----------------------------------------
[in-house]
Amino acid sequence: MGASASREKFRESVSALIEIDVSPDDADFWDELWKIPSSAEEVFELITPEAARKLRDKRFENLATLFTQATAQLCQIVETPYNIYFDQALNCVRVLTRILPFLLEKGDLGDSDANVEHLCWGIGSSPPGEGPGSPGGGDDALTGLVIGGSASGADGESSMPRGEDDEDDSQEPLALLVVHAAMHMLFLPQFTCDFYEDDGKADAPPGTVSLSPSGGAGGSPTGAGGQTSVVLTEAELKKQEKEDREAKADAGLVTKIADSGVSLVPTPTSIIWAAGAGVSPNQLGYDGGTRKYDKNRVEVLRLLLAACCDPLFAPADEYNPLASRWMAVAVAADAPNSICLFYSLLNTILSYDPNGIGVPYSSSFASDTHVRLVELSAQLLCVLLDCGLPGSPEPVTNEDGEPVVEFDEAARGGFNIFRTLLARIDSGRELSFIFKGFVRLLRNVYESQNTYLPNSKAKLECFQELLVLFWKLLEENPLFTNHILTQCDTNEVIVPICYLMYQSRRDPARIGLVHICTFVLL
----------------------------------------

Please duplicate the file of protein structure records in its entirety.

[in-house]
Amino acid sequence: MGASASREKFRESVSALIEIDVSPDDADFWDELWKIPSSAEEVFELITPEAARKLRDKRFENLATLFTQATAQLCQIVETPYNIYFDQALNCVRVLTRILPFLLEKGDLGDSDANVEHLCWGIGSSPPGEGPGSPGGGDDALTGLVIGGSASGADGESSMPRGEDDEDDSQEPLALLVVHAAMHMLFLPQFTCDFYEDDGKADAPPGTVSLSPSGGAGGSPTGAGGQTSVVLTEAELKKQEKEDREAKADAGLVTKIADSGVSLVPTPTSIIWAAGAGVSPNQLGYDGGTRKYDKNRVEVLRLLLAACCDPLFAPADEYNPLASRWMAVAVAADAPNSICLFYSLLNTILSYDPNGIGVPYSSSFASDTHVRLVELSAQLLCVLLDCGLPGSPEPVTNEDGEPVVEFDEAARGGFNIFRTLLARIDSGRELSFIFKGFVRLLRNVYESQNTYLPNSKAKLECFQELLVLFWKLLEENPLFTNHILTQCDTNEVIVPICYLMYQSRRDPARIGLVHICTFVLL